The euro briefly fell to a six-week low against the dollar Monday as traders had their first chance to react to the weekend arrest of the International Monetary Fund's managing director Dominique Strauss-Kahn on charges he sexually assaulted a maid in his hotel room.
However, the selling pressure did not last long and the euro was trading up 0.4 percent Monday midmorning in London at $1.4132. Earlier, during Asian trading hours, the single currency had fallen as low as $1.4046, its lowest level since March 29.
Analysts said the arrest of Strauss-Kahn in New York was unlikely to derail a (EURO)78 billion bailout of Portugal or alter discussions about whether Greece will need any more aid, on top of last year's (EURO)110 billion financial rescue.
European finance ministers are meeting over the coming two days in Brussels, with Portugal and Greece topping the agenda. Strauss-Kahn had been due to join them after a scheduled meeting Sunday with German Chancellor Angela Merkel, whose stance on Europe's debt crisis is crucial. Nemat Shafik, a deputy managing director who oversees IMF work in several EU countries, will take Strauss-Kahn's place at the Brussels get-together.
"We doubt his arrest will change the course of negotiations," Derek Halpenny, European head of global currency research at The Bank of Tokyo-Mitsubishi UFJ, said of Strauss-Kahn. "The key aspect of agreeing another bailout for Greece lies with the eurozone finance ministers and not the IMF."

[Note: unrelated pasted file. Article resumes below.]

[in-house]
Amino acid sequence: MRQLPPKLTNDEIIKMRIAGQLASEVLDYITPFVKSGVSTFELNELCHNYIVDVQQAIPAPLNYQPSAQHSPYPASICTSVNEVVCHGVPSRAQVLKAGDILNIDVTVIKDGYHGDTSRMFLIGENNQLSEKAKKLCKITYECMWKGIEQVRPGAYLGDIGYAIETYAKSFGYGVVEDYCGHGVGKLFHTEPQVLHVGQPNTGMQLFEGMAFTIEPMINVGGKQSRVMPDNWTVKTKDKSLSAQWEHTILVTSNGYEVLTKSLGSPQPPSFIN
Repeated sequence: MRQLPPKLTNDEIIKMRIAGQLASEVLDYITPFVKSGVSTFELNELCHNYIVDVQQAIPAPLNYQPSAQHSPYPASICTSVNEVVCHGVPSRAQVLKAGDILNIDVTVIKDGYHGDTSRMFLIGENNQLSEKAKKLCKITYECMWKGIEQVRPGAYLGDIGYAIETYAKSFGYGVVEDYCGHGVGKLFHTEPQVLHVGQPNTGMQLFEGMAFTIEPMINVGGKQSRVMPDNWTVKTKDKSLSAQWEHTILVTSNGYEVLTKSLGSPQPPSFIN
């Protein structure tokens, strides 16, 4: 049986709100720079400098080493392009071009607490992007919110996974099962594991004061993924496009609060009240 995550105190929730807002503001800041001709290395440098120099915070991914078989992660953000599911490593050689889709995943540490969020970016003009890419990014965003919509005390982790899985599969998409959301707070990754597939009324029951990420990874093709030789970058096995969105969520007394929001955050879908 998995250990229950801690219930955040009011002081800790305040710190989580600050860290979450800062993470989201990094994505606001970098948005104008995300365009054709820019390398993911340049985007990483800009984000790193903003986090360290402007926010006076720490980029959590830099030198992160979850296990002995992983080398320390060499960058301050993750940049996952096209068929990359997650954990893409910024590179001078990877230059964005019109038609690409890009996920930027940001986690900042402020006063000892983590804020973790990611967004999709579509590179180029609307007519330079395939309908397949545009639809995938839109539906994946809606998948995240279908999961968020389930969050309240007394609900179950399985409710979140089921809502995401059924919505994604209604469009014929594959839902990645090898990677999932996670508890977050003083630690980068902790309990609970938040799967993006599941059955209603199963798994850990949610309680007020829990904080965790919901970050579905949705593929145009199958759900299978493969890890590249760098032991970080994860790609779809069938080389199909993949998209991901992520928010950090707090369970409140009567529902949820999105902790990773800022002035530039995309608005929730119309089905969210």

The euro members, notably Germany, have contributed the lion's share of Europe's bailouts to Greece and Ireland and the upcoming Portuguese handout. Though the IMF has also stumped up billions of euros _ it provides around a third of the bailout funds _ its main purpose has been in giving the austerity programs credibility. Strauss-Kahn has been a key advocate of the strategy.
The IMF has named John Lipsky, Strauss-Kahn's deputy, as acting leader and said it remains "fully functioning and operational" despite Saturday's arrest of its managing director. Strauss-Kahn is due to appear in court later Monday for formal charging following medical and forensic tests.
For Portugal, ministers will consider some amendments made by Finland as a condition of approving the aid despite skepticism from key political parties. They include a firmer commitment from Portugal to privatize assets to help pay for the bailout.
Discussions of Greece will likely not lead to a detailed announcement of potential new aid measures, although there is growing acceptance that last year's bailout was not enough.
Ministers won't make any firm commitments before a mission of experts currently in Athens conclude their review of the implementation of the existing program and determine how much more money the country may need in the coming years.
However, Monetary Affairs Commissioner Olli Rehn and the President of the European Central Bank Jean-Claude Trichet were expected to brief ministers on the initial findings of the review.
Gabriele Steinhauser in Brussels contributed to this story.